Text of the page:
One of my favorite books of all times is Women who Run with the Wolves by the spellbinding storyteller Clarissa Pinkola Estes. It was my alternative Bible and lay right next to me on my bedside table for many years while I was going through particularly intense changes and transformations. This gift of a book made that time bearable and gave me many juicy shifts and insights.
Clarissa Pinkola Estes acted as a type of wild woman mentor who activated the wild woman archetype inside of me that was busting to be released. Being an innocent, airy fairy, good young woman with no wild women to teach me the tools of life had led me into situations that could have benefited from wild teachings and wild women. Maybe you were lucky and blessed to have that in your life, I was not. Not then.
If you haven’t read the book, I say go do it! I still open it up now and then to get a bit of wild inspiration. Wild is not the crazy type of wild that might come to mind. The wildness is the untamed wisdom that lies inside each and every woman that is absolutely necessary to be in touch with if we want to live with good instincts among other wild qualities….
It was in this book that I learned about the life-death-life cycle. I remember it sounded strange at the time and I had to get my head around it. Now I love this cycle; it is so full of potential. Something begins and then ends, followed by a new beginning. You could be forgiven if you thought that something ends full stop. No more potential. And no more hope. The force of renewal and new beginnings however, are always there in waiting. Sometimes just like a seed in the dark until the time is ripe.
The seasons are a good example of this cycle, spring always brings life back to the land. Death will always be followed by life. There are many cycles in a life that reflect this cycle, a phase ends and another one begins. Like an in-breath followed by an out-breath. Expansion and contraction. Our lives are driven by this ever-cycling force that keeps life going, around us, in our lives and inside of us. The paradox is that there must be a death of sort in order for life to renew itself. In our culture we are often so out of sync with these cycles.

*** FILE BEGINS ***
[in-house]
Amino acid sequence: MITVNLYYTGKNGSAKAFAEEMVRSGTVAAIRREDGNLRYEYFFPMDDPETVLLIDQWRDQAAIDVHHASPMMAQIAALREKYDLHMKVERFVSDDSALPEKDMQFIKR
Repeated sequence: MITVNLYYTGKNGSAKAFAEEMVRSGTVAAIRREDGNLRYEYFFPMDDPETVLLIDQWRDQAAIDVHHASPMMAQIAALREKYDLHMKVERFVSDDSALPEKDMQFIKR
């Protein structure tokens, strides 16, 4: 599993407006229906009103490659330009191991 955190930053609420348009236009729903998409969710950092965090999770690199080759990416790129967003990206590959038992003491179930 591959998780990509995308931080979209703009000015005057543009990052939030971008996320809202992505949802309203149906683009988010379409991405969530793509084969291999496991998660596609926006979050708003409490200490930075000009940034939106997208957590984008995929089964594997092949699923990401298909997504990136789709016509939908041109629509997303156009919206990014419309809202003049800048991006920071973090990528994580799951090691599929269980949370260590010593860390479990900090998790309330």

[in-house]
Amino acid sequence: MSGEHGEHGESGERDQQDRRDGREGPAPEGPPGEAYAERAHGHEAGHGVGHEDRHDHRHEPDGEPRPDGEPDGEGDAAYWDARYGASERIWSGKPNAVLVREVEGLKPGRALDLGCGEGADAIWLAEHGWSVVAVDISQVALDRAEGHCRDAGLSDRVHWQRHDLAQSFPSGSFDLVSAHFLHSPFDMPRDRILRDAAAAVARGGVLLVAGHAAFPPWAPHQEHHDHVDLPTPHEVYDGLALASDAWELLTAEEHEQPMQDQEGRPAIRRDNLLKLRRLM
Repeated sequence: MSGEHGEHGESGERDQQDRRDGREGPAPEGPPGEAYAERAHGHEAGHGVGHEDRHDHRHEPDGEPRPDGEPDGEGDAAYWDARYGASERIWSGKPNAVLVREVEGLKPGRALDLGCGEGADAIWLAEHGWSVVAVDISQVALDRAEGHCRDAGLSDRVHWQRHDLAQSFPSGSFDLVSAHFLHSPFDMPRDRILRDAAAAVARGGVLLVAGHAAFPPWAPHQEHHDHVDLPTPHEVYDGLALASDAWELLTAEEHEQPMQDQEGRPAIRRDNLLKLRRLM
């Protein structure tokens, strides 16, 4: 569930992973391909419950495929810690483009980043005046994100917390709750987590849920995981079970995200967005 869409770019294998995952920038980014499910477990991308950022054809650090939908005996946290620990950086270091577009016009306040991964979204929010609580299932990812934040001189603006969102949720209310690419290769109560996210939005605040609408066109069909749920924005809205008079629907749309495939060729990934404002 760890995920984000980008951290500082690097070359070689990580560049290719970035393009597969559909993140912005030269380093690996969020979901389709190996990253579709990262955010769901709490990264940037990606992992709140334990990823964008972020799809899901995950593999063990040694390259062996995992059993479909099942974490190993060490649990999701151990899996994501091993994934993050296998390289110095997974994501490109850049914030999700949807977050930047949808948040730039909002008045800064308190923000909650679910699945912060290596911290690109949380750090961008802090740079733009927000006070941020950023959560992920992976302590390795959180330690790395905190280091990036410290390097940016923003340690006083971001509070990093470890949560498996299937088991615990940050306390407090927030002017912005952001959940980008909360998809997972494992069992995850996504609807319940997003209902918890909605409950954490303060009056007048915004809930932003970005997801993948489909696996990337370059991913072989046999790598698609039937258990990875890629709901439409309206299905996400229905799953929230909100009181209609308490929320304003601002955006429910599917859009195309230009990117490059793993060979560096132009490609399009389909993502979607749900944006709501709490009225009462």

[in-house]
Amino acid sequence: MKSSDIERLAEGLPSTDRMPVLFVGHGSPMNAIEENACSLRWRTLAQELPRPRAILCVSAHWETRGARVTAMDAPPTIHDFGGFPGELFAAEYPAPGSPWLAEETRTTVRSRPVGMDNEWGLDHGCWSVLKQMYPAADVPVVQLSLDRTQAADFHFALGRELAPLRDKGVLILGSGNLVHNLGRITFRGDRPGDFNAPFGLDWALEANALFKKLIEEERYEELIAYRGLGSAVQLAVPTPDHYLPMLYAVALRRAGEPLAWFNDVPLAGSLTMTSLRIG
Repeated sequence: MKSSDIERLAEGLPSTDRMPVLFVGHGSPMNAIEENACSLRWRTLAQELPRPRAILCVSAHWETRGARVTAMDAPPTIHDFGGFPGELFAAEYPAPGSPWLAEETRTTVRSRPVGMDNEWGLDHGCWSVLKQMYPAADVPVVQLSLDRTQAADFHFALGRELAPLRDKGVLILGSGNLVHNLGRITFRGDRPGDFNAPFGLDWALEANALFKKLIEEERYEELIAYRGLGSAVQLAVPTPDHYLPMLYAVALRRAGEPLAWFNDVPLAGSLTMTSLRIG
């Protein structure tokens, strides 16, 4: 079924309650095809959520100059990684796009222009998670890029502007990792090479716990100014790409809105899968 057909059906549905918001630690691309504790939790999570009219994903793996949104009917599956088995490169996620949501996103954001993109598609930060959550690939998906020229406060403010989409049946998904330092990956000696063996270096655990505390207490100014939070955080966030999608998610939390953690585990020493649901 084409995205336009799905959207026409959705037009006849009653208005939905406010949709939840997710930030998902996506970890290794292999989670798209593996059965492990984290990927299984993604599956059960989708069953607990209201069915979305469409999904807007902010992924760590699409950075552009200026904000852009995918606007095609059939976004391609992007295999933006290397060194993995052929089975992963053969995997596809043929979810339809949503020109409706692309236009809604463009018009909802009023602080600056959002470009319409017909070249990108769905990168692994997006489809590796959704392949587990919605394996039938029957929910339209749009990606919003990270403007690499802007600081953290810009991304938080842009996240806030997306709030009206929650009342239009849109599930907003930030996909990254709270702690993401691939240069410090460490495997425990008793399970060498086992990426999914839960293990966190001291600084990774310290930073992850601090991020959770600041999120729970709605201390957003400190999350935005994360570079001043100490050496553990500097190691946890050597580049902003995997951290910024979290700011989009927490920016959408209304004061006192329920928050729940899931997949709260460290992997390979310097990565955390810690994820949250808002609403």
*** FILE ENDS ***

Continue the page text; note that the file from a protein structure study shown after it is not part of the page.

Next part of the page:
There are many symbols for the life-death-life cycle – The rising Phoenix (image Misticmedia), the floral deer skull, the triple spiral, and the serpent of eternal life (snake eating its own tail) to name a few.
When I forget that life is cyclical and expect my life to look like a forever abundant fruit tree or a constant, beautiful blooming flower, I separate myself from the life-death-life cycle. When I can look at the same imaginary fruit tree when the branches are bare, with no fruit in sight and understand that life is just dormant for a while, I can be more present in the moment and feel the subtle potency that is present even in a death cycle.
You can probably feel into where you are in the cycle right now in different areas of your life. You might have started a new job after ‘dying’ to your old one. Maybe the passion died in your relationship and suddenly it came to life again. Or, the relationship ended and you are right in the death part. The word death is a strong one. Better to think of it as the end of a cycle that will be followed by new and fresh life eventually, when the time is right and in ways that might look different to what you had in mind.
Lately I have had a renewed interest in the life-death-life cycle. There are many simultaneous cycles running through my life, as it is in yours, and I am happy to be in the life- and renewed life- cycle in so many areas. But, there are some aspects of me and my life that have come to an end, their life cycle is finished! Most of them are about dying to my old self. How exciting is that!